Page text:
While Austin may be the high-falootin’ epicenter of the genre film festival universe here in the States, Colorado is nipping at its heels something fierce with two wholly unique fests of its own. With its immersive festival experience and haunted backdrop, the Stanley Film Festival in early summer has quickly become some kind of monster. Two hours south, just outside of Denver’s cloud of weed smoke, is the mighty Mile High Horror Film Festival in Littleton. Now in its sixth year, Mile High is like a horror film fest/convention hybrid – combining a strong lineup of new films from around the world, a ridiculous series of classic screenings, a stable of special guests, sideshow performers, panels, vendors, music showcases, and more. That Enigma jigsaw tattoo guy from The X-Files seems to be creeping around every corner too. Last year I was convinced he was stalking me. I swear I saw him outside my hotel window at 2am. And I was on the fifth floor. Dammit, Enigma.
This was my second time at Mile High and similar to my experience last year, my asthma sucks at high altitudes. But the festival itself is such a vibrant, chill environment that even an anxious asthmatic like myself feels comfortable there. There’s no pretentiousness to be found. There’s always something to do, something to watch, and, being that it takes place at an Alamo Drafthouse, something to drink. I had previously seen a few of the films at the Fantasia and Stanley festivals, but the Mile High programmers presented some solid U.S. premieres like Even Lambs Have Teeth (world premiere), Night Fare, and Landmine Goes Click. Other highlights I had already seen include The Final Girls, A Christmas Horror Story, The Invitation, Sun Choke, and Applesauce. My god, I love Applesauce. I didn’t count because counting is for middle school kids, but it felt like they screened more features than last year, which made trying to create a daily screening schedule a bitch for myself. My wife wound up making an Excel spreadsheet with all the movies and times on it. Excel is for adults.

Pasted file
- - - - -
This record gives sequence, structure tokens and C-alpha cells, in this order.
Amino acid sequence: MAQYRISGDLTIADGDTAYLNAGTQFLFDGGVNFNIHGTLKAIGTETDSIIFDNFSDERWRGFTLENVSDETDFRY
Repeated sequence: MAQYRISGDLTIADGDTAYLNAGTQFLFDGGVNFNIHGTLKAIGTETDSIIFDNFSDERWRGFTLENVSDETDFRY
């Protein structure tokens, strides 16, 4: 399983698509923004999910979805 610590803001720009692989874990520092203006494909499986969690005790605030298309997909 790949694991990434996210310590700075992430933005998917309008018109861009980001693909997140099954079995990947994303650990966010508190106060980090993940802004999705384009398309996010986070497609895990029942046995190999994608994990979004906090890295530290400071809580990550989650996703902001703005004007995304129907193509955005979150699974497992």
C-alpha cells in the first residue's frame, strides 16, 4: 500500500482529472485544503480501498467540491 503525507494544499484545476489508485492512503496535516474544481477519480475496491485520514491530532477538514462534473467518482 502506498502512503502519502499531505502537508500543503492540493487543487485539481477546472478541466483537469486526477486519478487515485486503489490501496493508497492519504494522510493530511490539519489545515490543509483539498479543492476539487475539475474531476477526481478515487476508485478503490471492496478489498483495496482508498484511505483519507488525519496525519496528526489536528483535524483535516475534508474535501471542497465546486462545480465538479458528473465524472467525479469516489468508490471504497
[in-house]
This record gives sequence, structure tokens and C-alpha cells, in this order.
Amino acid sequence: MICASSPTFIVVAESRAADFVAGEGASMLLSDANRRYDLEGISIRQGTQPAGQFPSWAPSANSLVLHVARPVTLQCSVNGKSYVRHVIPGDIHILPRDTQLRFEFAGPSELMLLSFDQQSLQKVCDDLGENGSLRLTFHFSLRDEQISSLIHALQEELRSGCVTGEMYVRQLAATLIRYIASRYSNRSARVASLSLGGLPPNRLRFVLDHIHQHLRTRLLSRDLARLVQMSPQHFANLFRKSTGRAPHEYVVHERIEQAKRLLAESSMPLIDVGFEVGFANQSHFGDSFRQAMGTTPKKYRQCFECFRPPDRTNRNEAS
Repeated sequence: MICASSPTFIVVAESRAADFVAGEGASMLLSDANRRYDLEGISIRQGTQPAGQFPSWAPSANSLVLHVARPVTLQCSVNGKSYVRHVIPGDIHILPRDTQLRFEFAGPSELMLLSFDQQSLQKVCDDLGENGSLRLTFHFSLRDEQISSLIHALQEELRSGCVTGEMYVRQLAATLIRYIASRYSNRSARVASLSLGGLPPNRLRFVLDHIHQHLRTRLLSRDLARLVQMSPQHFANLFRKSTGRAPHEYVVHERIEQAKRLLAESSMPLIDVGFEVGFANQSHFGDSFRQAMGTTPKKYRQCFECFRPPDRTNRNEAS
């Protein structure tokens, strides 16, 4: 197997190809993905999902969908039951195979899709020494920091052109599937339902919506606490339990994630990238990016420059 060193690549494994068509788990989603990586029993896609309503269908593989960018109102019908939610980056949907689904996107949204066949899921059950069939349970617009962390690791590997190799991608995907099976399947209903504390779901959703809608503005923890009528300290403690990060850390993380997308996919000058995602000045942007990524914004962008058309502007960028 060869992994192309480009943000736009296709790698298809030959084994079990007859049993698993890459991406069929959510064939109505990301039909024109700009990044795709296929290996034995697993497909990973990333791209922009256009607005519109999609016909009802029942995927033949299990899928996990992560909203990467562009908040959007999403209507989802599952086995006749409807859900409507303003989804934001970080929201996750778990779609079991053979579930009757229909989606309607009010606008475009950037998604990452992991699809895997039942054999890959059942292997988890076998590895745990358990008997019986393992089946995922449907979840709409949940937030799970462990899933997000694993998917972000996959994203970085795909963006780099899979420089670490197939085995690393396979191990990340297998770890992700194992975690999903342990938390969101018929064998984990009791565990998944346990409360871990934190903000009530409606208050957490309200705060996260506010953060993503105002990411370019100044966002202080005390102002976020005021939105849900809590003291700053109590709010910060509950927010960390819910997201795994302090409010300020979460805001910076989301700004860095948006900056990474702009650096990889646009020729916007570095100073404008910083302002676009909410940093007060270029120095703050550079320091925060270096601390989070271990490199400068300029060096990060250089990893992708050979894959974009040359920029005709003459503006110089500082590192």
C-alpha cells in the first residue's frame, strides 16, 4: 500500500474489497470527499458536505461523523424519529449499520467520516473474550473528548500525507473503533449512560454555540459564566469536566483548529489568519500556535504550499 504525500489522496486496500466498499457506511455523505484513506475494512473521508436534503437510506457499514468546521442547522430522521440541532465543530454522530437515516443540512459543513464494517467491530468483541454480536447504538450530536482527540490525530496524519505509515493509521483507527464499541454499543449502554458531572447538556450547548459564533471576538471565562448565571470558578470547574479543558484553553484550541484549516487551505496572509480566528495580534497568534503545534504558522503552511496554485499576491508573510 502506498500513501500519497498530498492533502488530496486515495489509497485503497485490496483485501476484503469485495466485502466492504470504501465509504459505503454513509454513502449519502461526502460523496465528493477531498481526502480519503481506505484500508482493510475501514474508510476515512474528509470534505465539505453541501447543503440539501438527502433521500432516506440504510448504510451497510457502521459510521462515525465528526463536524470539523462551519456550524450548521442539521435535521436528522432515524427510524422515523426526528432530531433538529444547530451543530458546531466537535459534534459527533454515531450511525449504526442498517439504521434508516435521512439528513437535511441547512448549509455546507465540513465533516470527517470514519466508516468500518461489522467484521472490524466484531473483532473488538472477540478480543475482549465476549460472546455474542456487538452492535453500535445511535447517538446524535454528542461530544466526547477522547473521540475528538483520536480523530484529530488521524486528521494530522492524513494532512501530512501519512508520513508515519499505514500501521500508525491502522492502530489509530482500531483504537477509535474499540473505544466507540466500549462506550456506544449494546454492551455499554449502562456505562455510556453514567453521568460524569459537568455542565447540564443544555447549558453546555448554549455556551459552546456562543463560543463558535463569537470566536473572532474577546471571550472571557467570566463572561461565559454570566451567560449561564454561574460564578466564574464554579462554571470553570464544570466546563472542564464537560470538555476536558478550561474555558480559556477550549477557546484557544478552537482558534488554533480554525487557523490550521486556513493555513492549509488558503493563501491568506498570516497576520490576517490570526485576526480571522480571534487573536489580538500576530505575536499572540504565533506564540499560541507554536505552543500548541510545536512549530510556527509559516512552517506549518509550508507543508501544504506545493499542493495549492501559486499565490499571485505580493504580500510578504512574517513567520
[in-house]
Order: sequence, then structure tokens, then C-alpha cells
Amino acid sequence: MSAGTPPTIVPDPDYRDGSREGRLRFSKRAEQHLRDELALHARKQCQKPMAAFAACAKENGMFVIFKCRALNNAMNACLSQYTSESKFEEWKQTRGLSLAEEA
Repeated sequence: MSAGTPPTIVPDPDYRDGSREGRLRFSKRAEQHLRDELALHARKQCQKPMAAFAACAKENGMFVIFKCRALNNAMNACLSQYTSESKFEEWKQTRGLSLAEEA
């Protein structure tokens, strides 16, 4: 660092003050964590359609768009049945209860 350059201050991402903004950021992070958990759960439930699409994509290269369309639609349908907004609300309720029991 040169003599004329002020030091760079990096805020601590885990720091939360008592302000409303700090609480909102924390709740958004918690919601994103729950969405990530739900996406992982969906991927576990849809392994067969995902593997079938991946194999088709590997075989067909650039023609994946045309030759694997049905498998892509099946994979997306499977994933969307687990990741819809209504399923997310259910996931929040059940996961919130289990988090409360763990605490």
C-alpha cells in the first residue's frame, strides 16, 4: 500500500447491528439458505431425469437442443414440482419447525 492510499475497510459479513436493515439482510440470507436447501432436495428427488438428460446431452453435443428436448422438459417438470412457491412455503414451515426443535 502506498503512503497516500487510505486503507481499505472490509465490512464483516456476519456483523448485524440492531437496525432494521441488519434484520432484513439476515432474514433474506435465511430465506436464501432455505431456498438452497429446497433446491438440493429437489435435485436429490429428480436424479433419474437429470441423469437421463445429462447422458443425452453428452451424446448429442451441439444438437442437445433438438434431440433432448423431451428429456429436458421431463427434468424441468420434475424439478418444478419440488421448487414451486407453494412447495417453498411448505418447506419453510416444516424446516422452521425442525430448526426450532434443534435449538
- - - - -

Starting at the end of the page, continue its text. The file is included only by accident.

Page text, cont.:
Photo courtesy of Westword
As far as special screenings go, Mile High’s ran DEEP. I already wrote about the Phantom of the Opera 90th anniversary screening with live score and Ron Chaney in person – an experience I’ll never forget. The poetry in Lon Chaney’s eyes still haunts to this day. My schedule unfortunately conflicted with a downright historical screening: The Shining with Lisa and Louisa Burns and Joe Turkel doing a Q&A. This was the first time the Overlook’s Grady Twins and Lloyd the bartender had been reunited for a screening of Kubrick’s iconic film.
While I missed out on The Shining screenings, I did share a hotel elevator with Joe Turkel, who stopped to talk to me and my wife for a while (he called us “nice Jews”). We also took the same hotel shuttle with the Burns twins, who are as adorable and quick witted in person as you’d think. In my two years at Mile High I’ve casually bumped into many of their special guests while just going about my business. It goes to show how laid-back the festival is.
There was also a special screening of The Descent with Neil Marshall, Hatchet in 35mm with Adam Green and Kane Hodder, Maniac Cop II, House of 1,000 Corpses and The Devil’s Rejects with Sid Haig, and Return of the Living Dead with Linnea Quigley. Phew. That’s not even all of them. How dare they taunt us with all this greatness knowing (most) humans are born with only two eyeballs and require sleep.
Mile High’s shorts programs also run deep, with something like 70+ shorts screened. Chloe Okuno’s Slut won the Audience Award for Best Short and local writer/director James Mclaughlin’s Pills won the Creative Colorado Award. This was the first year Mile High featured a block of sci-fi shorts, with Teddy Cecil’s Helio winning Best in that category.
It was an awesome four days at Mile High. Like with any good festival, I only wish it was longer and I had the time to see everything I wanted (and more than two eyeballs). Thanks to the festival for hosting me! Yo Denver, see you next year!